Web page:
Hearing Shows Credit and Debit Swipe Fees Cost Federal Government and Taxpayers $116 Million

Jun 16, 2010, 1:45pm

The National Retail Federation said a Senate hearing today on the $116 million in credit and debit card swipe fees paid annually by the federal government is further evidence of the need to bring card fees under control.

“These numbers show that not even the federal government is immune from the credit card industry’s power to skim profits off the top of every transaction that takes place on plastic,” NRF Senior Vice President and General Counsel Mallory Duncan said. “The swipe fees that the card industry imposes on private industry retailers and their customers are bad enough. But swipe fees charged to the government are ultimately paid by taxpayers, even those who don’t hold a credit card. That means swipe fees are not only driving up prices for consumers but driving up taxes as well.”

“There’s a clear parallel here where the card industry sees retailers and their customers as well as the government and taxpayers as huge sources of revenue,” Duncan said. “Congress needs to bring these fees under control for both groups.”

Senate Majority Whip Richard Durbin, D-Ill., is scheduled to hold a hearing on swipe fees charged to the government this afternoon in his role as chairman of the Senate Appropriations Committee’s Subcommittee on Financial Services and Government. Witnesses are expected to include officials from the Treasury Department, Government Accountability Office, Amtrak and Visa. Also testifying will be a convenience store owner and consumer group representative emphasizing the need to address private sector interchange fees.

The hearing is expected to focus on a Treasury report released Monday showing that while the federal government accepts few card payments relative to its size, agencies nonetheless received more than 80 million credit and debit card payments for goods, services, fees and fines totaling $8.6 billion last year. The government paid more than $116 million in swipe fees, making plastic its single most-expensive form of collecting payment. The figures do not include the millions of credit and debit card payments accepted by the U.S. Postal Service.

Swipe fees – officially known as interchange fees – are a percentage of the transaction charged by card company banks each time a card is swiped to pay for a transaction. The fees average between 1 and 2 percent for debit cards and 2 percent or more for credit cards. Overall swipe fees charged to retailers and other business by Visa and MasterCard banks totaled $48 billion in 2008 and resulted in higher prices estimated at $427 for the average household.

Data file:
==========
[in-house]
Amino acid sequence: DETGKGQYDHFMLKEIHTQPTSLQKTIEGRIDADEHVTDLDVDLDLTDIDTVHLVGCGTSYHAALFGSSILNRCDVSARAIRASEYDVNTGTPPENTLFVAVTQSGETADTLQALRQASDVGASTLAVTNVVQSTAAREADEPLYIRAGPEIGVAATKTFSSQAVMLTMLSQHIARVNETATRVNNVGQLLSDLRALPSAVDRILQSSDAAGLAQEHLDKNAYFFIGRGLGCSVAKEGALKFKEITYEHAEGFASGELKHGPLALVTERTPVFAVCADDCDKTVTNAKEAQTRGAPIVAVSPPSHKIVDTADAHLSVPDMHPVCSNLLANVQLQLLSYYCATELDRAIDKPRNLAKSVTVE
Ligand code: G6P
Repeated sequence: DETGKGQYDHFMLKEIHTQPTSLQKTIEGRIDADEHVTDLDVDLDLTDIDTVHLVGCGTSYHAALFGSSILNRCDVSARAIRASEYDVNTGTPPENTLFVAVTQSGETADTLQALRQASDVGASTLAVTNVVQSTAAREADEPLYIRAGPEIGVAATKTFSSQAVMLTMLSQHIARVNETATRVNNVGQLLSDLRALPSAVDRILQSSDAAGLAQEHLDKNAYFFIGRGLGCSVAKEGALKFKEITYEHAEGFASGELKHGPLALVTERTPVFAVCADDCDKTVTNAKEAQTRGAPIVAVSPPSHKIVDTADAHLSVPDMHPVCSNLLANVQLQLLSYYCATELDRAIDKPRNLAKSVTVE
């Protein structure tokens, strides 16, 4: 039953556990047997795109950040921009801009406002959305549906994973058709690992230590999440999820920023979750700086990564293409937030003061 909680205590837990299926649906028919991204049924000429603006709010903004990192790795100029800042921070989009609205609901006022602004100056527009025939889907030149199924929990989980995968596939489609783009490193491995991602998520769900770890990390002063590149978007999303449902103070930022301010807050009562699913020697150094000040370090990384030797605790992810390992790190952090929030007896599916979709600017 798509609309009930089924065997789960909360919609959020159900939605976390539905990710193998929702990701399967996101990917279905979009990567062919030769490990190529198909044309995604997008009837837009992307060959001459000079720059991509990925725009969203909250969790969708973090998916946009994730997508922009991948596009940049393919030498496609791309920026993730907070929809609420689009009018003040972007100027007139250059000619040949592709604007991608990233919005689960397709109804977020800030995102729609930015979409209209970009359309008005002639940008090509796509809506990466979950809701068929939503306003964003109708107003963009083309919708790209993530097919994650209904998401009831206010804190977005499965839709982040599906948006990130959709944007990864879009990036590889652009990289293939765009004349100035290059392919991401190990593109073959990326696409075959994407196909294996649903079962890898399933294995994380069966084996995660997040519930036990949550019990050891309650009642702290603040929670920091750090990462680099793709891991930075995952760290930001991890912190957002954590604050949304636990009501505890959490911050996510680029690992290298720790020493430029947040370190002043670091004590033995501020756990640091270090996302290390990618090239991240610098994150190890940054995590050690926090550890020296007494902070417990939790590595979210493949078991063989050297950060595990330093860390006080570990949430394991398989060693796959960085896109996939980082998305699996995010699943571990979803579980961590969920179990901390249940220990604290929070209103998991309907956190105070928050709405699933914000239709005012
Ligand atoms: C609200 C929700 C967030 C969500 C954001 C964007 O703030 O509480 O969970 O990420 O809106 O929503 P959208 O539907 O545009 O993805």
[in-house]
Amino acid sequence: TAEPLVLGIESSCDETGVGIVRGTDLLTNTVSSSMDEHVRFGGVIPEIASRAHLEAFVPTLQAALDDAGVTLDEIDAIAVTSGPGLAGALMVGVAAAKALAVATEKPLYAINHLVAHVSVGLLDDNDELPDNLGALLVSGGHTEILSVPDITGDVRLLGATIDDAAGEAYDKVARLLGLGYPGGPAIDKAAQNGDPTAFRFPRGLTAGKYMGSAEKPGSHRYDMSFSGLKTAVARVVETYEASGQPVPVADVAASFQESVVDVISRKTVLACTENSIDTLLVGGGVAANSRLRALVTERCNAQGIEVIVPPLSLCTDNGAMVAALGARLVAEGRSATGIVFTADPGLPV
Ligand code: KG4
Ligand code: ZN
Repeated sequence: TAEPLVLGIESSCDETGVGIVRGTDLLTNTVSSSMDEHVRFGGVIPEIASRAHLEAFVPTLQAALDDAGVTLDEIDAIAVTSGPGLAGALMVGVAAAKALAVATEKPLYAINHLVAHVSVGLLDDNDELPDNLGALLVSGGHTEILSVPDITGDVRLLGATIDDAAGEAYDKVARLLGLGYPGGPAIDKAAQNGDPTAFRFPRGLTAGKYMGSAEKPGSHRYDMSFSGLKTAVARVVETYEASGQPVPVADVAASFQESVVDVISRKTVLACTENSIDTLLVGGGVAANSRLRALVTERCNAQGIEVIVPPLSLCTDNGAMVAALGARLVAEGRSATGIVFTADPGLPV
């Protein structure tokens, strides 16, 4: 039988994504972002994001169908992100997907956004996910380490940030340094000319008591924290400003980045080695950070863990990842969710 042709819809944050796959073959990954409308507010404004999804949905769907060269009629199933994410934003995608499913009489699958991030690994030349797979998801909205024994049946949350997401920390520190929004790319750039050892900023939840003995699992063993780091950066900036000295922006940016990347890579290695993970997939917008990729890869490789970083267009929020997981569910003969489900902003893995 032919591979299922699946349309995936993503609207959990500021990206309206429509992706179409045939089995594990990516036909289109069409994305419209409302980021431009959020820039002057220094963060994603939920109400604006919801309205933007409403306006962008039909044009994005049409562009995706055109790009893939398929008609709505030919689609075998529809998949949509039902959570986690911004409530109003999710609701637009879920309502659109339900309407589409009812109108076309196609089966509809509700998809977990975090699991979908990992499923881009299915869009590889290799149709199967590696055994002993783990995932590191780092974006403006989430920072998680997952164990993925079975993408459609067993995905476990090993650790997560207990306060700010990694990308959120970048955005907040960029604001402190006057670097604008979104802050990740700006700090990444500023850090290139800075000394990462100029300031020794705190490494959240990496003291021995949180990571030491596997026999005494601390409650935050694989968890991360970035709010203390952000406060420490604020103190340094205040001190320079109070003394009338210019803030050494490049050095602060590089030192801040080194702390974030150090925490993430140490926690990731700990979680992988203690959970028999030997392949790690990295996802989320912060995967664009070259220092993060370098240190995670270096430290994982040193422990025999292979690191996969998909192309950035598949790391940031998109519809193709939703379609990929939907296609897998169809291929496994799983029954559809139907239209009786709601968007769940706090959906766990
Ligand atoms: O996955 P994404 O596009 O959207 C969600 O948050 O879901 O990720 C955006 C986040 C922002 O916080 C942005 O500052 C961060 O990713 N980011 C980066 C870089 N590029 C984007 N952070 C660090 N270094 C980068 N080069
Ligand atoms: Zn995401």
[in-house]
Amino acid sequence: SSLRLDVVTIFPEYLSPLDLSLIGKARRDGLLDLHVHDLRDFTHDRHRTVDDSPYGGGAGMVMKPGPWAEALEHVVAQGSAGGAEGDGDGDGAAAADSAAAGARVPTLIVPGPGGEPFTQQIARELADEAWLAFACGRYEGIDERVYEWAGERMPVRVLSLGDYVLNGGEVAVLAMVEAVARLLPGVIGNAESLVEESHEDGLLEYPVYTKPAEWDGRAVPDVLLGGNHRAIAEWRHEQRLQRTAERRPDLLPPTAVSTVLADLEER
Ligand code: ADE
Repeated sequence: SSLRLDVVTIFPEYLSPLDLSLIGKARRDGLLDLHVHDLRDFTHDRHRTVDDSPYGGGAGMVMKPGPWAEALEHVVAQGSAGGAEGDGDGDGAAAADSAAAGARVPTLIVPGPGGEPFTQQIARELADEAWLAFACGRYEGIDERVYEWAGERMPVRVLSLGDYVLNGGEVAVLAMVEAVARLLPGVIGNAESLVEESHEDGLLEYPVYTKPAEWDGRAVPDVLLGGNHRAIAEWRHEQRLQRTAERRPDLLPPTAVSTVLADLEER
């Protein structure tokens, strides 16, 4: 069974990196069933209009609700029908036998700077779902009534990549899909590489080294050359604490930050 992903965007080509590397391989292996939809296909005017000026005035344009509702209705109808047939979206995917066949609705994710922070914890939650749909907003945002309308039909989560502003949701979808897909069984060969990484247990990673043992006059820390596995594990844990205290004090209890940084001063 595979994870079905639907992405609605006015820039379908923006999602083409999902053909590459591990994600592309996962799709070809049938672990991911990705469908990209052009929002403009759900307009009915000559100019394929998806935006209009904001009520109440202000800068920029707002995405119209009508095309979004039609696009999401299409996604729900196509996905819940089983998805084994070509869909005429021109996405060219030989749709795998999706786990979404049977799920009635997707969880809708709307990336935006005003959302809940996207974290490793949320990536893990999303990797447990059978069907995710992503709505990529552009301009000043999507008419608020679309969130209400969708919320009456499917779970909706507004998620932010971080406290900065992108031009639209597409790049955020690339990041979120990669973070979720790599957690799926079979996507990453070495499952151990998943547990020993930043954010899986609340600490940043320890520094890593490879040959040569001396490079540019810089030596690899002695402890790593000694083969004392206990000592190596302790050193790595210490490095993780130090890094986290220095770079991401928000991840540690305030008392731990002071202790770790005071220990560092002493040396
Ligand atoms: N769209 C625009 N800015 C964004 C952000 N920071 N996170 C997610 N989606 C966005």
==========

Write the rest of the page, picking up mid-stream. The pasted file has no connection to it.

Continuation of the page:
Like retailers, the government is subject to a wide and complicated range of interchange rates depending on the type of transaction (sale of goods, loan repayments or fines, for example), the level of rewards points provided to the cardholder, and whether the card is present or not present (as in Internet transactions).

The Treasury report proposes that the government negotiate with card companies for a single percentage to be charged for all credit card transactions, and for a flat fee to be charged for all debit card transactions. The report also proposed a $10,000 limit on the size of transactions that could be accepted via cards, saying checks or other forms of electronic transactions would be cheaper for big-ticket transactions. Officials also want to bar the card industry from unilaterally raising fees or establishing new fees. Treasury estimated that the changes could reduce interchange costs between $35 million and $42 million, or about one third.

While today’s hearing is focused on federal costs, state and local governments across the country are also concerned about rising swipe fees. The City of Chicago alone, for, example, recently reported that it paid $7.5 million last year.

The hearing comes as a House-Senate conference committee is negotiating the final version of financial services industry reform legislation. The Senate version of the bill includes an amendment sponsored by Durbin that would require the Federal Reserve to set regulations that would result in “reasonable and proportional” swipe fees for debit cards that take into account banks’ actual costs for processing the transactions and the fact that paper checks drawn on the came accounts are paid at face value. The amendment would also make it easier for merchants to offer discounts or other benefits for customers who don’t use credit cards, and to set minimum purchase amounts for credit cards.

As the world’s largest retail trade association and the voice of retail worldwide, NRF’s global membership includes retailers of all sizes, formats and channels of distribution as well as chain restaurants and industry partners from the United States and more than 45 countries abroad. In the United States, NRF represents the breadth and diversity of an industry with more than 1.6 million American companies that employ nearly 25 million workers and generated 2009 sales of $2.3 trillion. www.nrf.com